Why not everyone is happy with Janet Yellen ...

Fed Reserve Chair Janet Yellen before the House Financial Services Committee.
Getty Images

Stocks rallied after Federal Reserve Chair Janet Yellen on Tuesday reassured Wall Street that the central bank would continue its policy of providing monetary stimulus to bolster the economy, but Jim Grant—founder and editor of Grant's Interest Rate Observer—told CNBC that her testimony before Congress was lacking.

"She neglected to tell us that the Fed is continuing on this unprecedented exercise in price control," he said on "Closing Bell." "The Fed has, in its 100-year past, manipulated interest rates before, but never until now has it treated the stock market as if it were a lever of national public policy, which it is doing. The Fed has its thumb on the scales of our finances."

(Read more: Yellen defends Fed, saying these are 'unusual times')

Though Yellen is thought to be more "plainspoken" than her predecessor, Ben Bernanke, she failed to disclose that the central bank is manipulating interest rates and the dollar outright, Grant said.

Yellen gets an 'A' for continuity: Santelli

Veteran trader Rick Santelli, who has long been skeptical of the Fed's stimulus program, seemed to hold a similar view.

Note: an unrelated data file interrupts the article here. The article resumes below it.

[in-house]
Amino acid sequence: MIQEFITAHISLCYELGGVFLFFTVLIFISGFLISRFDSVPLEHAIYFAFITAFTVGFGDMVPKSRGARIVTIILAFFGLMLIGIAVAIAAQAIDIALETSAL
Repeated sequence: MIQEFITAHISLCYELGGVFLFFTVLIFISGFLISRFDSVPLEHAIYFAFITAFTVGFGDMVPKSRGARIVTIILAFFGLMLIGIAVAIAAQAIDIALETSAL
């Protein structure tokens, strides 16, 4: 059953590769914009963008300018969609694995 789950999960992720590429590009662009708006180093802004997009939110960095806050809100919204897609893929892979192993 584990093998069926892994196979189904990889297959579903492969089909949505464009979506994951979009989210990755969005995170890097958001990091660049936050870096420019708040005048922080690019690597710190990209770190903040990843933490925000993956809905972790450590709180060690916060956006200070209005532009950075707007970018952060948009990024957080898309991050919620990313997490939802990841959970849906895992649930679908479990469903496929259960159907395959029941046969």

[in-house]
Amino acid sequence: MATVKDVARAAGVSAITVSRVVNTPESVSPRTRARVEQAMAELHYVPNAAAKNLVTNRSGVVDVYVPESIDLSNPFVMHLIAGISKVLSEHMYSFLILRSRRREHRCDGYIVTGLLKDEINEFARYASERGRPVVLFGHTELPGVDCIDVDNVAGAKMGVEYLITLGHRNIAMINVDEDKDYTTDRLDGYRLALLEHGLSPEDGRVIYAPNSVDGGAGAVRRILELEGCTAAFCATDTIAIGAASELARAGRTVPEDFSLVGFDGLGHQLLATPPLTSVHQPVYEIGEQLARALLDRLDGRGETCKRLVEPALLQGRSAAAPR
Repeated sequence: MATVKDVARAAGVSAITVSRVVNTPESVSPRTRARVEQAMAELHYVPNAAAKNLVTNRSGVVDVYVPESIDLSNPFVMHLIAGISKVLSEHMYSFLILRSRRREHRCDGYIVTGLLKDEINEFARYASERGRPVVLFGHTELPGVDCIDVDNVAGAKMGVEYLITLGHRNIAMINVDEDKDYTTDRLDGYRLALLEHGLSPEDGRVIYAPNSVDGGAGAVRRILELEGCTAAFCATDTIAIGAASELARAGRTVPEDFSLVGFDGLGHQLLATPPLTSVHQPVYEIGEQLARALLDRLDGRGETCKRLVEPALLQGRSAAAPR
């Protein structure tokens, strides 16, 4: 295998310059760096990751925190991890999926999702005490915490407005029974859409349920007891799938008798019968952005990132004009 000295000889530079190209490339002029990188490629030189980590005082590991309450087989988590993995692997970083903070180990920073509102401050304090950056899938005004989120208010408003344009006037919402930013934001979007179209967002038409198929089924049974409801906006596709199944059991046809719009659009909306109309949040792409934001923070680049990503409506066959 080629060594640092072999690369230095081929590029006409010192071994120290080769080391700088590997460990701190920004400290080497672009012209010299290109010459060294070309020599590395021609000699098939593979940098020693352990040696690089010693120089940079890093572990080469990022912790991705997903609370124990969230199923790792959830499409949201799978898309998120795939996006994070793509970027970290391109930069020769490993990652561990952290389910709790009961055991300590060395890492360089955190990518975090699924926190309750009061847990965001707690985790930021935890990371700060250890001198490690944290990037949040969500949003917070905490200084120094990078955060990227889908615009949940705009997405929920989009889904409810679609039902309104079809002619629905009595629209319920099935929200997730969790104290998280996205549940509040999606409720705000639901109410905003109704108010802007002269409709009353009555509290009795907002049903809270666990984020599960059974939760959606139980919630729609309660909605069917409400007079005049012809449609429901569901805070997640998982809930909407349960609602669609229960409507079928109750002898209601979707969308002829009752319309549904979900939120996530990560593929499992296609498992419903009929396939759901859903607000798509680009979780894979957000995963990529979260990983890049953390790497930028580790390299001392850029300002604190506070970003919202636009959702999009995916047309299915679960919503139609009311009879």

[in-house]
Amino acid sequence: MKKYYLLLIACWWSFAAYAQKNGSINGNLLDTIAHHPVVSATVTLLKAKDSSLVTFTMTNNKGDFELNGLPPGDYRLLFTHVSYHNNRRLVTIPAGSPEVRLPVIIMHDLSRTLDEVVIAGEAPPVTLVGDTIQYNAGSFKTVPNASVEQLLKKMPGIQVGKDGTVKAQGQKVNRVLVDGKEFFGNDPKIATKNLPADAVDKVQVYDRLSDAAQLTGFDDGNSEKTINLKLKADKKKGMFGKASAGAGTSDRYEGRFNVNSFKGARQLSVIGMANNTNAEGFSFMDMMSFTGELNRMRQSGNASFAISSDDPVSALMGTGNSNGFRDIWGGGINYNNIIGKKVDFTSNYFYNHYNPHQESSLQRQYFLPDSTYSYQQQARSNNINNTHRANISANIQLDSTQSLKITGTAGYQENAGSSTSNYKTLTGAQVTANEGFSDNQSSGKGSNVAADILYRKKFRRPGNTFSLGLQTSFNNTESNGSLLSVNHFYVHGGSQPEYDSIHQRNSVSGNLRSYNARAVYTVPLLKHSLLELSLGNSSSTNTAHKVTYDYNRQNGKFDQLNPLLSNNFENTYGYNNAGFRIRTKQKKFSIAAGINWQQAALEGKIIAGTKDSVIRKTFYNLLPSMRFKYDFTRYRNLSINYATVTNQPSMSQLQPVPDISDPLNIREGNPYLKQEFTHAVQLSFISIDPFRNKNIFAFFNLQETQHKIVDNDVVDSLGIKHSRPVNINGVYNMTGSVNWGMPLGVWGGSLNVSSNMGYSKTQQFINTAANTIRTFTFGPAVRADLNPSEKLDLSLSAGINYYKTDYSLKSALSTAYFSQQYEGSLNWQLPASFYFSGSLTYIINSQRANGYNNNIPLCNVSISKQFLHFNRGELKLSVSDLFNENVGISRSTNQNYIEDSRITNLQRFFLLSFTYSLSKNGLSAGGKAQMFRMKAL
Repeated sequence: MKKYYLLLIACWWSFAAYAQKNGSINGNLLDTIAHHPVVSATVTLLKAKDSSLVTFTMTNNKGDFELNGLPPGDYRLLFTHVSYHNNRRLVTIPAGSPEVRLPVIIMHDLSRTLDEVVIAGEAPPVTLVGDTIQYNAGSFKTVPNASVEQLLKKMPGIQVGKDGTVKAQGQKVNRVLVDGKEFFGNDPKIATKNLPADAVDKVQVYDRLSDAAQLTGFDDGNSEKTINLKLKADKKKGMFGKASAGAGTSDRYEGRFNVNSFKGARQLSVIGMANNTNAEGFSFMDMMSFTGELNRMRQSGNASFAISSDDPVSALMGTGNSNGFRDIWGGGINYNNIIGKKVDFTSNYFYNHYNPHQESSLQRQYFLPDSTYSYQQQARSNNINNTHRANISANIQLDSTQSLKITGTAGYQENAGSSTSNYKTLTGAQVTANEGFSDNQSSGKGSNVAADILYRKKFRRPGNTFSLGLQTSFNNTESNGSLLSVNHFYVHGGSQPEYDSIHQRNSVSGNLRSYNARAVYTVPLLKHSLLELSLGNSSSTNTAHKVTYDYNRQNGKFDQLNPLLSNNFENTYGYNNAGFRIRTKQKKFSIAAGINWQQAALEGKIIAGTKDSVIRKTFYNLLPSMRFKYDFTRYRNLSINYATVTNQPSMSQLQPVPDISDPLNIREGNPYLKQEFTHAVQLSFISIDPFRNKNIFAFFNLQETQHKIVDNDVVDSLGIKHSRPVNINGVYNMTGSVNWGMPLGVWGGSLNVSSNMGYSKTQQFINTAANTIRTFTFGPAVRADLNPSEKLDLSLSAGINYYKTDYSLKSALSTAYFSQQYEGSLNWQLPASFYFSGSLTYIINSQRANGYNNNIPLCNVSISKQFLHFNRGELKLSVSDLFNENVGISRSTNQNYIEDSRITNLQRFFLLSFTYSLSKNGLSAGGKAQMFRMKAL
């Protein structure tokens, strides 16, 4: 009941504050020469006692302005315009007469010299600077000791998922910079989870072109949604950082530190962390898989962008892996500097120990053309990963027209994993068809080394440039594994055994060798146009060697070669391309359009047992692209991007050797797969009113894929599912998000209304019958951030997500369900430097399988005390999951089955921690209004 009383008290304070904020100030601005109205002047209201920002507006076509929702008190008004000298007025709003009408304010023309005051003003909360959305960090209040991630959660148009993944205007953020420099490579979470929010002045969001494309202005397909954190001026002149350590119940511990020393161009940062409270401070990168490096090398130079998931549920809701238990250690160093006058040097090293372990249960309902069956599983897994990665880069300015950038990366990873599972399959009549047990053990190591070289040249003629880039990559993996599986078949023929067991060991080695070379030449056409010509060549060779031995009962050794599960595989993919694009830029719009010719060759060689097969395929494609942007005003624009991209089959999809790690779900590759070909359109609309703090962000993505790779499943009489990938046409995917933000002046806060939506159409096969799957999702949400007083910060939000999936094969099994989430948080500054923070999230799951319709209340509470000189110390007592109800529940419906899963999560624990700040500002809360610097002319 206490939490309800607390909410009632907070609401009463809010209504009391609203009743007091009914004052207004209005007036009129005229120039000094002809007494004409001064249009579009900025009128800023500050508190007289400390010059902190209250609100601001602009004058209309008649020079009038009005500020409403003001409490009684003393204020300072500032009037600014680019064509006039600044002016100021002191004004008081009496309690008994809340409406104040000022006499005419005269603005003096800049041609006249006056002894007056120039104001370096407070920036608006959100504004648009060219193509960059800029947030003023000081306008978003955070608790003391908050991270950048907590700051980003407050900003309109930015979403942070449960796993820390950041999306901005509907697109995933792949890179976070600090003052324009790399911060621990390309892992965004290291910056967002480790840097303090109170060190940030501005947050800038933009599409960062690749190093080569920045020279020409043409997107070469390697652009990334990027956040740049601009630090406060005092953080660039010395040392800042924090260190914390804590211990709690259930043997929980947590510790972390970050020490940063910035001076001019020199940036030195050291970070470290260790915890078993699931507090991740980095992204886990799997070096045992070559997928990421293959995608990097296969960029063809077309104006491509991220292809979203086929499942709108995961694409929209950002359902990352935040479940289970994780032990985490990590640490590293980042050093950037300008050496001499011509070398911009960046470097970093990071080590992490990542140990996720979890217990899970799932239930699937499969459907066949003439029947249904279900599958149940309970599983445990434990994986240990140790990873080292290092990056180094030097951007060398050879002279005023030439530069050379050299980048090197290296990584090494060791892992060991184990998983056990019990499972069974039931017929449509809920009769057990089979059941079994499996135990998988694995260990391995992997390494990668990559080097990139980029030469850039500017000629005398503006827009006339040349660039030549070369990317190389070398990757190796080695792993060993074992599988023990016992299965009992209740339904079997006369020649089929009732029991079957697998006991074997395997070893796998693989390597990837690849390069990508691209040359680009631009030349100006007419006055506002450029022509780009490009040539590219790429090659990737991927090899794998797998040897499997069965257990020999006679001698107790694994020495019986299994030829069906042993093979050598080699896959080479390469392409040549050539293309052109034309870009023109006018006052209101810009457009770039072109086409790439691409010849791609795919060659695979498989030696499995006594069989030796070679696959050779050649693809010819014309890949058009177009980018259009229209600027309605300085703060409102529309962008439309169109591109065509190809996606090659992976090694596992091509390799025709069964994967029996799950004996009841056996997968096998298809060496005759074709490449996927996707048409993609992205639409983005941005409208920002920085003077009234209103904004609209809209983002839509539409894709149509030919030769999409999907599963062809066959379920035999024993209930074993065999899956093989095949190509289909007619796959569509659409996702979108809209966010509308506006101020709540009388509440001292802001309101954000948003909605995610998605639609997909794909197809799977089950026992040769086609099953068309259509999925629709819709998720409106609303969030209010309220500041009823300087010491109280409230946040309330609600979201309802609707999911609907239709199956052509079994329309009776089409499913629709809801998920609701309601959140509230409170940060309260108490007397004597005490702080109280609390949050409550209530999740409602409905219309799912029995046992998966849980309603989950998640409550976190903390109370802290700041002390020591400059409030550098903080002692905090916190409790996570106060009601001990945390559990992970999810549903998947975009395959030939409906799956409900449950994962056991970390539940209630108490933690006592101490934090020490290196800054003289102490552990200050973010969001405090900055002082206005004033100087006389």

"She gets an A because there's continuity, OK? Where I come from, continuity from a bad plan to continuing that same bad plan doesn't garner an A . I would give her an A if she didn't have continuity," Santelli said from the floor of the Chicago Board of Trade.

But reaction to the Monetary Policy Report, Yellen's first since she was confirmed as chair of the Federal Reserve on Jan. 6, was largely positive. Tuesday's rally marked the best four-session stretch for both the S&P 500 and the Nasdaq in more than a year.

(Read more: Yellen speaks; The market loves it)

"She really nailed it. She stuck the landing. That's why we were up so strong today," said Jon Najarian, an options trader and co-founder of

Power of Yellen's body language

Appearing on "Street Signs," body language expert Tanya Reiman remarked that Yellen has an "asymmetrical" or "downward" mouth, so people are going to be quick to judge her based on her perhaps inadvertent expressions.

"A lot of times when you see a mouth move in certain positions, my job is to tell you that meant contempt, that meant anger," Reiman said. "With her, you have to recognize that's one of her normal behaviors, so you can't judge her on that."

She noticed that Yellen crossed her arms and raised her eyebrows a few times, which means she may have felt insecure or under pressure.

"You're going to see points of anxiety leak out, but she was consistent for the most part," said Reiman, who has written two books on body language and communication. "I thought she did really well for the first time."

—By CNBC's Drew Sandholm. Follow him on Twitter @DrewSandholm.